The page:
In manner of presentation and purpose, too, the new essay was markedly different from the old. One of the most characteristic differences is that the essayist no longer hid his individuality behind the elaborately sustained figure of an invented Mr. Bickerstaff, or Mr. Spectator, or Chinese Traveler, but wrote in his own person. Even when through diffidence he employed the editorial plural or adopted a pen-name, he really expressed his own personality, and his thin disguise was easily penetrable. Many other long-used conventions were almost wholly discarded; for example, the machinery of clubs and correspondents, the visions and apologues, and the invented characters with classical or pseudo-classical names. The classics, too, and classical history were less drawn upon for mottoes and quotations and illustrations. In general, there was much less artificiality and much greater directness, and a strong tendency to rely for illustration upon the personal experience of the writer or of his acquaintances, upon contemporary events or those of comparatively recent history, and upon modern or native literature. Nor, as a rule, was the new essay marked by the satiric or didactic tone that generally pervaded the old. The eighteenth-century essay was largely social in character, and professed as its principal aim a reformation of the delinquencies and peccadillos of society. The new essay was just as distinctly individualistic; as a literary form it was not the vehicle of any propaganda. The character of each essayist's work as a whole was determined purely by his peculiar temperament, and any single essay might reflect his rnood of a moment or the deeply grounded philosophy of his lifetime. The one property common to the essayists of the early nineteenth century is their egotism; they were chiefly interested in themselves, and were frank, though by no means offensively so, in the expression of this interest. This frankness of egotism, however, is characteristic of the period rather than of the literary type, although, of course, a strongly personal coloring is never absent from the familiar essay of the nineteenth century.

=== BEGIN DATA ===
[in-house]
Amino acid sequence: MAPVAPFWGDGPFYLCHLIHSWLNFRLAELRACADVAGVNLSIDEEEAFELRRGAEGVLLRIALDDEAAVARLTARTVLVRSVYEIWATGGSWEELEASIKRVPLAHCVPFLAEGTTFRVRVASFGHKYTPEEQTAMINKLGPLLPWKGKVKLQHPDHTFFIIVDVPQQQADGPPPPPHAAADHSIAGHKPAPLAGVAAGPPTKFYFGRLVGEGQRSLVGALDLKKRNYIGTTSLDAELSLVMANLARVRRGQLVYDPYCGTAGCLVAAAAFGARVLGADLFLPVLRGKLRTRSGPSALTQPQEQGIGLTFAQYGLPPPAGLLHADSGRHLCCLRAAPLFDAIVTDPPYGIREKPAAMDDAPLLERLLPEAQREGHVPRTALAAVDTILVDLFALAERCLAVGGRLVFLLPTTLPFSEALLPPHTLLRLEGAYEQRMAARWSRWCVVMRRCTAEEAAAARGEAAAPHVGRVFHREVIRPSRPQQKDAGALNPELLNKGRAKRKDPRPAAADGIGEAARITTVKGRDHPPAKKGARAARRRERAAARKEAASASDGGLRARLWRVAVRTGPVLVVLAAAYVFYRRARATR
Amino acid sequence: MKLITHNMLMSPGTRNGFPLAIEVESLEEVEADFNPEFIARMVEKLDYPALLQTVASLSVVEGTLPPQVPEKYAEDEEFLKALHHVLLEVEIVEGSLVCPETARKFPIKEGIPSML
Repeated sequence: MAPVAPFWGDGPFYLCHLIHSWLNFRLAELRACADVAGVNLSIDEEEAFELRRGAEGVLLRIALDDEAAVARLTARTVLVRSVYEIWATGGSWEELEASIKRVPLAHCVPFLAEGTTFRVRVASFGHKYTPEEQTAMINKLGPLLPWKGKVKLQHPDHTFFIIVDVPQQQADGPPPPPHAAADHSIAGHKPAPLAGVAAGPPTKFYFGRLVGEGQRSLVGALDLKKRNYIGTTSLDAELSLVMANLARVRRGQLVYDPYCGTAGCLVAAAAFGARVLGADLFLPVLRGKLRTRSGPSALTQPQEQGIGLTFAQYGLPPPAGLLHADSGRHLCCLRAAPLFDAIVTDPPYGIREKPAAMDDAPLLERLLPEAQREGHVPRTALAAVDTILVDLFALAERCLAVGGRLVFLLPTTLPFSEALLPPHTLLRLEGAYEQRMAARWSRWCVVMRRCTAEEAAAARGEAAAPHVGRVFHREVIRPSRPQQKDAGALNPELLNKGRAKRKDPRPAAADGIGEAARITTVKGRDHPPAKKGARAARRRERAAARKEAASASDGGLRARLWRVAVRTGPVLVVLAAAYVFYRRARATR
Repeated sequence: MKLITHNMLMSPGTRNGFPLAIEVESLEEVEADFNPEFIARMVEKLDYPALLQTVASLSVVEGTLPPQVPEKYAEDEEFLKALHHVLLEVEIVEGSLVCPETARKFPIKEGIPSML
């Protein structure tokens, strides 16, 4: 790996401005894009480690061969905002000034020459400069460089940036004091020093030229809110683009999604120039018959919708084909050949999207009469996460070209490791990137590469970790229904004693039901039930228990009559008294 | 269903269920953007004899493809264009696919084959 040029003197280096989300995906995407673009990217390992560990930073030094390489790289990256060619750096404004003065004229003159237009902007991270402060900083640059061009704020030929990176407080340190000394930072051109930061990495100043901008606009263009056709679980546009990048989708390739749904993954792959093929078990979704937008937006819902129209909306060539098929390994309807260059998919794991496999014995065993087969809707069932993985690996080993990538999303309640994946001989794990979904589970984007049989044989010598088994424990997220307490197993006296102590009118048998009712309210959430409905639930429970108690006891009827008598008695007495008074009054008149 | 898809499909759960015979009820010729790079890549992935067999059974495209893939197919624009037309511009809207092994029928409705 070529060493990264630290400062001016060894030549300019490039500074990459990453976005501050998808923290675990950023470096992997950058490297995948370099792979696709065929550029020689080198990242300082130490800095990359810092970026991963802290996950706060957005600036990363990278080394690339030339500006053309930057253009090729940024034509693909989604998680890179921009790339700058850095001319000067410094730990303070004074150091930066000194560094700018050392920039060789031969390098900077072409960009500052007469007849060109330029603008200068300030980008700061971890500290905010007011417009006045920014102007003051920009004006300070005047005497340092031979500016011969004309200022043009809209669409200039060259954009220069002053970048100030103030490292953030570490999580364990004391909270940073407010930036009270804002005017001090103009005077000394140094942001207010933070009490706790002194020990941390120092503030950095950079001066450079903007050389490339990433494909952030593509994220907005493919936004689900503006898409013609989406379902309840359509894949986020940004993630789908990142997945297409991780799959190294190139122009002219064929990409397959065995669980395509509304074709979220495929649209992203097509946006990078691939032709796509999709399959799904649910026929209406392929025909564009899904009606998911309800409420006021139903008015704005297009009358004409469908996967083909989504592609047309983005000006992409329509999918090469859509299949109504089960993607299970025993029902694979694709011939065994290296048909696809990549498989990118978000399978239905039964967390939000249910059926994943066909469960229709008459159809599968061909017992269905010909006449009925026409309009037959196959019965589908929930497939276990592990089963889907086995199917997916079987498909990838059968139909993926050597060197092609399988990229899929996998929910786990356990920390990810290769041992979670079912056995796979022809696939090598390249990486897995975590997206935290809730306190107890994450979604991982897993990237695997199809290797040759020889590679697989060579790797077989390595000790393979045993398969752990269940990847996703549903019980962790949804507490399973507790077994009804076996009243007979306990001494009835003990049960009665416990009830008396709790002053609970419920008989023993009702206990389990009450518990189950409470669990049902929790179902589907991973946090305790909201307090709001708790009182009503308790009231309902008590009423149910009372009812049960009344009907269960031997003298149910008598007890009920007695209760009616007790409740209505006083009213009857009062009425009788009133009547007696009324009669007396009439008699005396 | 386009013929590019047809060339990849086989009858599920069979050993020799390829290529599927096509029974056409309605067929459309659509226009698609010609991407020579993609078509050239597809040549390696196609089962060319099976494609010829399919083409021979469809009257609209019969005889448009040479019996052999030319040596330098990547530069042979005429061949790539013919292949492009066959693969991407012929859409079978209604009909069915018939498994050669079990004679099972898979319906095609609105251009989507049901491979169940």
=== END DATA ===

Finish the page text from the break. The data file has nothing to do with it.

Of all the differences between the essay of the eighteenth century and that of the nineteenth, the most obvious is the much greater length of the latter. As the content of a piece of writing is largely dependent upon the space it is to occupy, the greater length of the new essay is one of its essential characteristics. The eighteenth-century essay had space for only sketches and outlines or for the treatment of a very limited phase of a subject; the new essay could present full-length portraits or the development of ample themes, and it invited digression. The Tatler and Spectator papers, from their mode of publication and the temper of the particular reading public to whom they were directed, were very brief, ranging from about twelve hundred to fifteen hundred words each, and in this respect, as in others, they were followed by their imitators. Of the founders of the new essay, Leigh Hunt most closely resembled the writers of the preceding century in brevity; probably in part because of his temperament, and in part because, like the earlier essayists, he wrote principally for newspapers or for periodicals modeled upon the Tatler. Lamb was between the old and the new, the Essays of Elia averaging from one and a half to two times the length of the eighteenth-century periodical essay. The greater number of Hazlitt's essays were three or four times as long as those of the Spectator type; in this, as in so many other respects, they were wholly of the new order. Even within such expanded limits De Quincey was unable to confine himself, and some of his papers were inordinately long. Naturally, there cannot be any definitely fixed length for the essay, but so far as there is any standard, that set by Hazlitt became generally observed and is now usually followed. It permits the writer to treat his theme with reasonable fullness, but checks a presentation that would tax the capacity of the reader at a single sitting.
The changed character of the essay was the effect of a number of causes. The first was the progress of Romanticism, which, by 1820, throughout the world of literature had resulted in the expression of new interests or of those long dormant,—particularly the interest the individual felt in himself,—in the abandonment of old standards and conventions, and in experimentation with new or longdisused forms. Individualism had been strongly stimulated. The essayists were moved by the same forces as the poets. Indeed, in practically all essentials there is a manifest similarity between the new poetry and the new essay. The second cause is closely related to the first: the new forces in life and literature affected men of original and responsive genius, capable of developing a new type of essay, and by the success of their own efforts influential in establishing it in popular favor. The services of Lamb and Hunt and Hazlitt are exactly comparable to those of Wordsworth and Byron and Keats. A less general and somewhat more tangible influence was the greatly heightened interest in Montaigne. His Essais, in Cotton's translation, was one of the small stock of books identified as certainly belonging to Lamb; he was quoted or appreciatively referred to several times by Leigh Hunt; and Hazlitt was thoroughly familiar with the Essais and a consistent admirer of both their matter and their manner.